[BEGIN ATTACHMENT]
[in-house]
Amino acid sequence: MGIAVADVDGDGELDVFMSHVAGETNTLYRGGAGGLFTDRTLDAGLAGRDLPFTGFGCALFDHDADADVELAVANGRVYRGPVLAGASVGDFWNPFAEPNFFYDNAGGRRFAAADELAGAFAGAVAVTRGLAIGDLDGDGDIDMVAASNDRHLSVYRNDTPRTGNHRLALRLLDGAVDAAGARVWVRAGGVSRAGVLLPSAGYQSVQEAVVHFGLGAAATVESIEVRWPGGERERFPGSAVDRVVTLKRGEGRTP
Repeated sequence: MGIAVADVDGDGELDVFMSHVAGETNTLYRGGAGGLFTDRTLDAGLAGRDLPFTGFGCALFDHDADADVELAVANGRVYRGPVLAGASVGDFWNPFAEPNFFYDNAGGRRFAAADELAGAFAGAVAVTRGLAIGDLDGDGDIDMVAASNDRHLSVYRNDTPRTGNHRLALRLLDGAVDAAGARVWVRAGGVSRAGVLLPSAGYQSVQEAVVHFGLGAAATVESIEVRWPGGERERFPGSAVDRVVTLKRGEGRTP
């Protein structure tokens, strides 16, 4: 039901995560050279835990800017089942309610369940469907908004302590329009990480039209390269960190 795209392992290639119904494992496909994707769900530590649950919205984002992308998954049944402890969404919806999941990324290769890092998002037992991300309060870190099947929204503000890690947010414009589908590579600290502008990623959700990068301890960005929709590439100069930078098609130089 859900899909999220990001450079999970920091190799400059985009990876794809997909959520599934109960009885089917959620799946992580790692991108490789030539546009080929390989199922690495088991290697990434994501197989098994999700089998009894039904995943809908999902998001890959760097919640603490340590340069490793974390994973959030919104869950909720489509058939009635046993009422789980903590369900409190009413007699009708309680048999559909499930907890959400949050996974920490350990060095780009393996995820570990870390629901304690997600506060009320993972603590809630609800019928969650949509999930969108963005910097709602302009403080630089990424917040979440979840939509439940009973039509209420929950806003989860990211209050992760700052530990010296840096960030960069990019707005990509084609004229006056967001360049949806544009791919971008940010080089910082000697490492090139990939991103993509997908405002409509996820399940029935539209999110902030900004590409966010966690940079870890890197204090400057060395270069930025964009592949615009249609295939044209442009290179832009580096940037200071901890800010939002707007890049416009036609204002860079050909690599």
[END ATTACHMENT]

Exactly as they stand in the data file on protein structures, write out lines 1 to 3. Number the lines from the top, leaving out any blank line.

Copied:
[in-house]
Amino acid sequence: MGIAVADVDGDGELDVFMSHVAGETNTLYRGGAGGLFTDRTLDAGLAGRDLPFTGFGCALFDHDADADVELAVANGRVYRGPVLAGASVGDFWNPFAEPNFFYDNAGGRRFAAADELAGAFAGAVAVTRGLAIGDLDGDGDIDMVAASNDRHLSVYRNDTPRTGNHRLALRLLDGAVDAAGARVWVRAGGVSRAGVLLPSAGYQSVQEAVVHFGLGAAATVESIEVRWPGGERERFPGSAVDRVVTLKRGEGRTP
Repeated sequence: MGIAVADVDGDGELDVFMSHVAGETNTLYRGGAGGLFTDRTLDAGLAGRDLPFTGFGCALFDHDADADVELAVANGRVYRGPVLAGASVGDFWNPFAEPNFFYDNAGGRRFAAADELAGAFAGAVAVTRGLAIGDLDGDGDIDMVAASNDRHLSVYRNDTPRTGNHRLALRLLDGAVDAAGARVWVRAGGVSRAGVLLPSAGYQSVQEAVVHFGLGAAATVESIEVRWPGGERERFPGSAVDRVVTLKRGEGRTP